Four interesting eco-facts about media

The environmental impacts of media are changing as the media sector evolves. Consumers’ own choices can influence outcomes such as the carbon footprint.

Claim: Online media is more eco-friendly than print media. 

False. The environmental impacts of print and digital media cannot, and should not, be directly compared because the products are very different. Consumers use different types of media, these uses overlap, and there are also overlapping stages in the production processes.  This means that there is also overlap between the environmental impacts of print and digital media. It is difficult to compare the two using the same measurements. The environmental impacts of media are generated by manufacturing activities, content production, distribution and consumption. The most significant environmental impacts of print media are associated with paper production and printing. These impacts can be substantially influenced by using renewable and eco-friendly energy source as well as by reducing energy and material consumption in printing operations. 

Alma Media’s printing press, for example, wages an ongoing war against maculature, or paper waste. During the last year alone, the printing press was able to reduce paper waste by nearly six per cent, or 132,000 kilograms, compared to the previous year. This achievement produced substantial savings in energy consumption. The environmental impacts of online media are associated with the manufacturing and use of the device the reader uses to consume the media.

Fact 1: In 2016, the average daily media consumption of Finns amounted to 7 hours 33 minutes. The top three were traditional television, traditional radio and social media.*

Claim: The public discussion on the environmental impacts of media is greenwashing.

False. Discussion of all kinds promotes the analysis of environmental impacts. However, claims need to be supported by actual studies. Publishers are increasingly studying the full life cycle of their services and products and reporting on the measures they take. Consumers can ask simple questions to support their decisions. For example, they can ask the sellers of media consumption devices about where the device was manufactured and from what materials. If nobody asks questions, there will be no progress. Meanwhile, researchers are developing new ways to assess positive environmental impacts, which are referred to as the handprint. The handprint highlights the positive sustainability impacts of operations. In water consumption, for example, the handprint can be increased by avoiding excessive water consumption and implementing water purification solutions.

Fact 2: The media plays an important role by publishing current information on environmental issues and promoting discussion. Alma Media, for example, has a long history of increasing awareness of responsible and environmentally conscious advertising among major Finnish advertisers and organising seminars on topics such as goodvertising for its advertising customers.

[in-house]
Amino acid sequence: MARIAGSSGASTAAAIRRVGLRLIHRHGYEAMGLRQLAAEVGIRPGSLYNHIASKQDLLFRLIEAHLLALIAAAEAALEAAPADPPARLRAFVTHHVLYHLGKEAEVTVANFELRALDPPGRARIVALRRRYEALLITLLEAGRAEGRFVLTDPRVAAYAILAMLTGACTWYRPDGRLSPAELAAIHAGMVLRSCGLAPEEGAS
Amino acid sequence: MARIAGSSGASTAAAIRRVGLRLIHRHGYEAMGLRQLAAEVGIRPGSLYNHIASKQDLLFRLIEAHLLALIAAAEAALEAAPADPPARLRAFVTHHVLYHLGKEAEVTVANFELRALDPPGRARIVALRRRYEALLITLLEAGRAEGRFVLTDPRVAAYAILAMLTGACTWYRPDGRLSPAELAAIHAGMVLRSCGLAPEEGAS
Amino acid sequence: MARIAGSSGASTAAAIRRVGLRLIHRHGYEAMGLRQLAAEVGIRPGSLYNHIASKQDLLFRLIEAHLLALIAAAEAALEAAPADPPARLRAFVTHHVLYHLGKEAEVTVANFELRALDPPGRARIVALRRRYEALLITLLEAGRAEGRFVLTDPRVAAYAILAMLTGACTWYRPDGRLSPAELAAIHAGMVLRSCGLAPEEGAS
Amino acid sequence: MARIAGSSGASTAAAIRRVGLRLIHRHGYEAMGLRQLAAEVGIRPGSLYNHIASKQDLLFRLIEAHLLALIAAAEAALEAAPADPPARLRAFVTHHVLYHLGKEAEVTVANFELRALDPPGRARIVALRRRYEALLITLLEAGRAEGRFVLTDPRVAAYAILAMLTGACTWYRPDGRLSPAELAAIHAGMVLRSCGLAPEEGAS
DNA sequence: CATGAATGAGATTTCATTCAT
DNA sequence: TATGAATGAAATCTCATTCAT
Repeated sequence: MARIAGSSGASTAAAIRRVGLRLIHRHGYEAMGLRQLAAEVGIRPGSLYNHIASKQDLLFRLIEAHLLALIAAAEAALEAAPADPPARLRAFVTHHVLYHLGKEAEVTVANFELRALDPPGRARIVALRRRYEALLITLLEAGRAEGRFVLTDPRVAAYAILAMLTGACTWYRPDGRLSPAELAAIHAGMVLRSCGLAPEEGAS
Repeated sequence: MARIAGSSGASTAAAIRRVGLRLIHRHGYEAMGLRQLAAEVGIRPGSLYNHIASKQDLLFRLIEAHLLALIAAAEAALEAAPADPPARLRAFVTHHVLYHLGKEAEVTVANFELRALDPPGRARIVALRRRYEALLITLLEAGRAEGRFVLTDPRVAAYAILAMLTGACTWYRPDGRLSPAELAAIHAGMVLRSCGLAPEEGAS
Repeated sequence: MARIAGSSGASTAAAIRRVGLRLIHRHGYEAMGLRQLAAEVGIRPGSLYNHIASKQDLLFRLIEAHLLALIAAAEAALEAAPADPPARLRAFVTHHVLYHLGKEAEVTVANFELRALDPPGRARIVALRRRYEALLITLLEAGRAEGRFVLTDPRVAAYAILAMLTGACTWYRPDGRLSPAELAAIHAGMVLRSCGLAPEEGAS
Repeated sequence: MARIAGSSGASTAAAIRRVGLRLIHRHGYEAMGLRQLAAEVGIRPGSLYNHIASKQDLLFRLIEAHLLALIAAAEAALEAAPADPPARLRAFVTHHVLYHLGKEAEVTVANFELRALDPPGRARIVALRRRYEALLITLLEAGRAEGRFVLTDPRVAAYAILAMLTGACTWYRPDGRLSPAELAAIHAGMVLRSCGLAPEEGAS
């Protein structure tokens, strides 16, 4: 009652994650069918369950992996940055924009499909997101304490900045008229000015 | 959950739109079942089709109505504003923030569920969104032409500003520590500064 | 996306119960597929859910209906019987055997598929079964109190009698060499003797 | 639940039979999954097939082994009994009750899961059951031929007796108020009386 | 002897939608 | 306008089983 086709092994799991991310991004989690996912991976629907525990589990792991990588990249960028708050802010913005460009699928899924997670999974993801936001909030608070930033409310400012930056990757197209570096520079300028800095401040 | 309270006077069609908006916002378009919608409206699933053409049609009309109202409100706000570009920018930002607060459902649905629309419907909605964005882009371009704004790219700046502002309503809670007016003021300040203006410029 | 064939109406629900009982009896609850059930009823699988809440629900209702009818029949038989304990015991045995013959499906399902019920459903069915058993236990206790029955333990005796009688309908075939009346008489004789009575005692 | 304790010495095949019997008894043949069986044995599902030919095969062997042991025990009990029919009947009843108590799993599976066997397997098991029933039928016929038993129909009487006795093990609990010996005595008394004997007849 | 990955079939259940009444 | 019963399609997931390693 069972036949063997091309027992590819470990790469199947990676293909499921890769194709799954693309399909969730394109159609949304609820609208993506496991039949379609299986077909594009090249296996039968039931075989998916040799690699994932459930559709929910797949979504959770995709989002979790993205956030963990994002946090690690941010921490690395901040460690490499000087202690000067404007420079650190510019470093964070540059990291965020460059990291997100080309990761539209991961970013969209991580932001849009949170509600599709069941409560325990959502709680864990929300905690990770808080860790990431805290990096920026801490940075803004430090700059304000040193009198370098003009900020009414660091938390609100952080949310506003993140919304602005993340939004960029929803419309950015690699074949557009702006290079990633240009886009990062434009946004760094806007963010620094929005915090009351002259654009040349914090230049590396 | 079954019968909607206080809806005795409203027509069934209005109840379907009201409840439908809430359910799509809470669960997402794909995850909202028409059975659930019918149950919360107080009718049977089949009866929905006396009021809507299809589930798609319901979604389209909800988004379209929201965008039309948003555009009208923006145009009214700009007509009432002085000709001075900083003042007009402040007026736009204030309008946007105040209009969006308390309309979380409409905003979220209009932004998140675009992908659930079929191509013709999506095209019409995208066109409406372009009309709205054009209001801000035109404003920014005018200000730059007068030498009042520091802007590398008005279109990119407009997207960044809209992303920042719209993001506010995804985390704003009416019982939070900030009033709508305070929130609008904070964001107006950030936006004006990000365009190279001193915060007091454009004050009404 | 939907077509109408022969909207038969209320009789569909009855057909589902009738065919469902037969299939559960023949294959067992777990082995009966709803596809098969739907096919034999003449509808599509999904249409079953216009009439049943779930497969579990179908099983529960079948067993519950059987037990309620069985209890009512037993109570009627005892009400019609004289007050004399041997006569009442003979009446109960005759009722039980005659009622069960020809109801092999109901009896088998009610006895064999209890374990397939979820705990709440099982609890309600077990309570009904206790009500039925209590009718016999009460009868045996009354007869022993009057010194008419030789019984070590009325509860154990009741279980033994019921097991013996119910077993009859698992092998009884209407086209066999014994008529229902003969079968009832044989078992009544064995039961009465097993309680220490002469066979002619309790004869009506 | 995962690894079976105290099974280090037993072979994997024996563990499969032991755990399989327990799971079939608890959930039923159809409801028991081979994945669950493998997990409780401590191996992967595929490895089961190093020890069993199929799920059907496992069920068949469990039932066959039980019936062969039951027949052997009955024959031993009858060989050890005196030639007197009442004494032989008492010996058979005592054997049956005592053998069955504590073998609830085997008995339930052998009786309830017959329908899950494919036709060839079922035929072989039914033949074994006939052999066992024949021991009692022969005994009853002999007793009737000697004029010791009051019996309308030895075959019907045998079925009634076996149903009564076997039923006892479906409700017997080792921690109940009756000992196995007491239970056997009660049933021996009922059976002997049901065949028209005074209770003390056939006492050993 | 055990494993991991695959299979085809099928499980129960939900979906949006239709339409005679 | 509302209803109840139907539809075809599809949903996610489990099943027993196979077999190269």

Claim: Recycling is an effective way of reducing the environmental impacts of media.

True. Finns recycle more than 70 per cent of their print media products. When it comes to the recycling of electronic waste, however, there is a lot of room for improvement. In Europe as a whole, only about one in three devices are appropriately recycled. Smartphones can contain more than 40 different raw materials, including copper, tin, cobalt and precious metals such as gold. From the social and environmental perspectives, it is better to collect previously mined materials from old devices than to constantly mine new materials. The existing devices have high concentrations of metals, while mining is characterised by low concentrations of metals and extensive processing. Mining also has significant impacts related to land use and water consumption. 

Fact 3: The amount of energy consumed when recycling metals is lower by multiples than the energy consumed by the extraction and primary production of raw materials. Efficient recycling reduces greenhouse gas emissions to a significant degree.

Claim: The environmental impacts of media are difficult to keep track of.

True and false. Because media consumption habits change rapidly and technologies and devices develop at the same time, it is difficult to accurately assess the environmental impacts of media. However, even in the absence of a complete picture of the environmental impacts, it is necessary to take action.

Alma Media has reduced its carbon footprint in many ways, such as by placing special focus on the eco-friendliness of its head office completed in 2012 and the new Tampere printing press completed in 2013. Both properties have been awarded the international LEED environmental certificate, and the printing press is believed to be the world’s first printing facility to achieve LEED certification. 

Consumers can extend the life cycle of print publications by passing newspapers on to other readers or by recycling them. They can monitor the share of digital media in their telephone and electricity bills. Energy consumption can be reduced by switching off devices when they are not in use. People are also urged to use their devices for as long as possible. 

Fact 4: Extending the useful life of devices from two years to four years, for example, reduces their computational environmental impacts by half.  Hanna Pihkola from VTT Technical Research Centre of Finland provided expert consultation for this article. 

Further reading:  
VTT study: Environmental awareness and changes in the use of media (in Finnish)
Joint study by Alma Media and VTT on the environmental impacts of media

* A Finn’s typical day of media consumption 2016, TNS Atlas
  • Date: 25.7.2017, 12:30
  • News type: News
  • Theme: Sustainable Media
  • Text: Helen Moster

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